Holt spent 14 years in Chicago but was eventually faced with relatively low ratings and a possible demotion. Instead of staying, he hunted for a new job and in 2000 found one at MSNBC in New York.
His career setback in Chicago shook his confidence and made him work even harder. At MSNBC he reported from the anchor chair for such long stretches that colleagues gave him the nickname “Iron Pants.” The next five years provided him ample opportunity to be noticed. First came the Florida recount, then 9/11, then the invasion of Afghanistan, then the invasion of Iraq. He started appearing on “Weekend Today” and eventually moved to the broadcast division of NBC News.
Lately Holt, who was a registered Republican until 2016 and is now an independent, has been shaping his program to include more explicit discussions of race.
Last fall, Andrew Tyndall, who tracks the weekday network evening newscasts at the three networks, penned a report focused on Holt’s nascent coverage of racially significant topics.
In it, Tyndall wrote that after several years of projecting “a persona that was uninflected by racial insights,” Holt had aired segments on his own discovery — at the National Memorial for Peace and Justice (informally known as the National Lynching Museum) — that one of his ancestors had probably been lynched. Another segment focused on redlining in Kansas City.
While Holt acknowledges that he is making the broadcast his own, he appears loath to embrace labels.
“There has been no sense of, ‘I’m a black anchor and therefore we’re going to do black stories,’ ” he said. Race and criminal justice are “the issues of our time right now.” These are issues “we’re all reporting on.”
“I’ve never come with an agenda. I was one of those that always said, ‘I’m an anchor who is black, but I don’t come here as a black anchor, and there’s a difference. . . . I can’t escape the fact that I’m here as a result of people who’ve demanded rights and tried to awaken this country. So I have a certain sensitivity and a certain access to cover certain stories, and that’s what we ask of anyone here.”
Rodgers noted that Holt has always wanted to be assessed first for his work and perceived as “an anchor who happens to be black by the audience and management.” But however Holt wanted to be seen, a third of the audience in Chicago was African American, Rodgers said. “They perceived him as a black anchor, and that was beneficial to us.”
Errin Whack, who covers racial issues for the Associated Press, said Holt’s reserved demeanor has helped gain the trust of millions of Americans. Now, “he has the power with his perch in the ‘Nightly News’ kingdom to say that criminal justice is a priority.”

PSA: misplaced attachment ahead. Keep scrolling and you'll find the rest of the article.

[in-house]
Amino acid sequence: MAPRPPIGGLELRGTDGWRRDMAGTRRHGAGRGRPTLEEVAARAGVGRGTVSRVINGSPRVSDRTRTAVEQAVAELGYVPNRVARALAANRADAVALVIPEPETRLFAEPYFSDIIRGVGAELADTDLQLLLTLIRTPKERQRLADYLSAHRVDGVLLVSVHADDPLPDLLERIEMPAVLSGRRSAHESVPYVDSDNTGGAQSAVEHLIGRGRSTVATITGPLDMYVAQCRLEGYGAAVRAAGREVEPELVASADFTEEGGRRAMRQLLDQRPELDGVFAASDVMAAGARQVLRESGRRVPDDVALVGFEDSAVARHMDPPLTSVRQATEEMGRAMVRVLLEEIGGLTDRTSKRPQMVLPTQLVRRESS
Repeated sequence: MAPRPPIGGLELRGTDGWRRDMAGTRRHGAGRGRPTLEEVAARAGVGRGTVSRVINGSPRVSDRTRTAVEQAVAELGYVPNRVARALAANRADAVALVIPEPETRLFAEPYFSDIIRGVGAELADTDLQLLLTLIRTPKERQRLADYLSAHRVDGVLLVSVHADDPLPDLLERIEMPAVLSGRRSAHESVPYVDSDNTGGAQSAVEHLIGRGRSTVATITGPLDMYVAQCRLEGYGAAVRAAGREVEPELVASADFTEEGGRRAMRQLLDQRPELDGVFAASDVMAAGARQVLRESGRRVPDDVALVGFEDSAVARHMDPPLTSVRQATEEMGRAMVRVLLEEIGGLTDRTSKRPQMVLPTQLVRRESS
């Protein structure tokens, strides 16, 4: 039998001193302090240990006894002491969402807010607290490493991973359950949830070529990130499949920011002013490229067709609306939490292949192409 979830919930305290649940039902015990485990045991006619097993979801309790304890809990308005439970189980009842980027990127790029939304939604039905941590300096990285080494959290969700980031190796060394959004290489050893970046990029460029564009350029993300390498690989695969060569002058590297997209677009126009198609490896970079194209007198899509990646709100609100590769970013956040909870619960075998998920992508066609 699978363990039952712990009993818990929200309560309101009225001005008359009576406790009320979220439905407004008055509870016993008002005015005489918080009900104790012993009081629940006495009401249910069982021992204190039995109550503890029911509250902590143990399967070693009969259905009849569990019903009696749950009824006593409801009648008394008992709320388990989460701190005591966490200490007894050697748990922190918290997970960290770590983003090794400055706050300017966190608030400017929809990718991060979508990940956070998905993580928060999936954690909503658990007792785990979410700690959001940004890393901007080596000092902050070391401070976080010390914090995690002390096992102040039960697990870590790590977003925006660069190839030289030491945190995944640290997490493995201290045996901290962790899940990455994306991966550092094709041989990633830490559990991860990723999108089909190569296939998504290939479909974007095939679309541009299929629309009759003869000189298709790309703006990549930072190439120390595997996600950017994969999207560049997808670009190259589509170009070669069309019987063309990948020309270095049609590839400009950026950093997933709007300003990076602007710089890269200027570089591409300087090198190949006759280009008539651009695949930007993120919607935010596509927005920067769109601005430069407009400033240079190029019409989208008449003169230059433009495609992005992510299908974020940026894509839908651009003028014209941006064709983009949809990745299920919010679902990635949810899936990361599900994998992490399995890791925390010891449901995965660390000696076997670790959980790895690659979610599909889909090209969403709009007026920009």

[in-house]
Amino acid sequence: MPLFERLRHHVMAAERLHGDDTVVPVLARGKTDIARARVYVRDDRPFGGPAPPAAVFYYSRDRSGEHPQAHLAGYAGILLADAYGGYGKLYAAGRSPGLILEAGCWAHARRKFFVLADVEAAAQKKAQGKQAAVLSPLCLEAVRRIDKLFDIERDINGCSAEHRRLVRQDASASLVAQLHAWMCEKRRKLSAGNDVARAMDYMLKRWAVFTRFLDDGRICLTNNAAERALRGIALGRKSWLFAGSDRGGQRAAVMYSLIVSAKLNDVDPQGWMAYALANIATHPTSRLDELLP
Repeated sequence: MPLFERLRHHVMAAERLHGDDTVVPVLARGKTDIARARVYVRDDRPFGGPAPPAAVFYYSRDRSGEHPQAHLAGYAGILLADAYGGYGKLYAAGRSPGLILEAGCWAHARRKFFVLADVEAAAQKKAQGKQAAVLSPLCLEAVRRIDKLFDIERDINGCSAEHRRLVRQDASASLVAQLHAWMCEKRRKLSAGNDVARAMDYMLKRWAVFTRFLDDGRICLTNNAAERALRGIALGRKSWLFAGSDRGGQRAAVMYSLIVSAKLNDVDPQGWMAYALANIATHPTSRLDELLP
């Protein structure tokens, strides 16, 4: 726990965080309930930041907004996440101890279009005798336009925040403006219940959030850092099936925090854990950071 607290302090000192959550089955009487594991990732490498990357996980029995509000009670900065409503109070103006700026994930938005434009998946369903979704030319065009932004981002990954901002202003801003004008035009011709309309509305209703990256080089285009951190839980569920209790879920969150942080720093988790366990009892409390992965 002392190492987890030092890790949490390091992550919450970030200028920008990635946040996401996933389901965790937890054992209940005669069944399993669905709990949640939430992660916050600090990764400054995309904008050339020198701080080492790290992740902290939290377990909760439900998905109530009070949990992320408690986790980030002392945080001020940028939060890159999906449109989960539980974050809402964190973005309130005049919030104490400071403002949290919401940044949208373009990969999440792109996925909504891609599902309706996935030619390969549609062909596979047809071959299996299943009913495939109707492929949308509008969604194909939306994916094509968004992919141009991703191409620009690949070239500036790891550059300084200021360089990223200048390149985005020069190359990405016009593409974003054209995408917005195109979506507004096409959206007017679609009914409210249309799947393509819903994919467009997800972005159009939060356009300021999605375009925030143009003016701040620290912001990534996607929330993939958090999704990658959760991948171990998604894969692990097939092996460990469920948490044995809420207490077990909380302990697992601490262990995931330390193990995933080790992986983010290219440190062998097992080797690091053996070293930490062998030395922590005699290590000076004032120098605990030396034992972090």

“There are not many people who are black who have had the trust of as many white Americans as this man has,” added Whack, who is black.
The incarcerated population in the United States makes up 20 percent of the total number of people in prison globally. But the country represents only 5 percent of the global population. That statistic was among the many that Holt and "Dateline" producer Dan Slepian presented to NBC News top brass to persuade them to devote a week of programming to the criminal justice system with Holt acting as something of the master of ceremonies. The focus is in part because of Holt's own championing of the issue internally.
Once NBC was on board, the question was how to make a compelling show about prison reform. “I guess there were conversations, ‘What if we lock up Lester?’ ” Holt recalled. “I laughed and I said, ‘Are you crazy?’ ”
His first concern was that it would feel like a gimmick. But he was eventually convinced that he could embed in the Louisiana State Penitentiary at Angola, the country’s largest maximum-security prison, in the same way a reporter embeds with troops at war.
His stay there formed the basis of a “Dateline” special that aired last week. Holt also hosted an MSNBC town hall, featuring musician John Legend and former attorney general Loretta E. Lynch, at Sing Sing prison, that ended up drawing Trump’s ire.
“Guys like boring musician @johnlegend, and his filthy mouthed wife, are talking now about how great it is,” the president tweeted, referring to criminal justice reform, “but I didn’t see them around when we needed help getting it passed. ‘Anchor’ @LesterHoltNBC doesn’t even bring up the subject of President Trump or the Republicans when talking about the importance or passage of Criminal Justice Reform. They only talk about the minor players, or people that had nothing to do with it.”
In fact, Holt had given Trump credit during the “Dateline” special, and showed him signing the First Step Act, a criminal justice measure championed by his son-in-law Jared Kushner.
The land on which Angola sits was formerly three separate slave plantations, one of them named after the home country of the slaves held there.
The significance of embedding a black man in a prison filled mostly with other black men was not lost on Holt.
Angola still operates a farm, where prisoners grow everything from tobacco to carrots. The inmates are paid pennies a day for their work. One afternoon, Holt was out in the fields with them, and one said: “It’s like slavery out here.” Holt replied, “Everyone here looks like us.”
“It’s obviously not slavery, but you know, I couldn’t help but be struck by here we are a bunch of black guys picking produce,” he said.
This story has been updated to correct the date of Holt’s party affiliation change and the classification of Angola.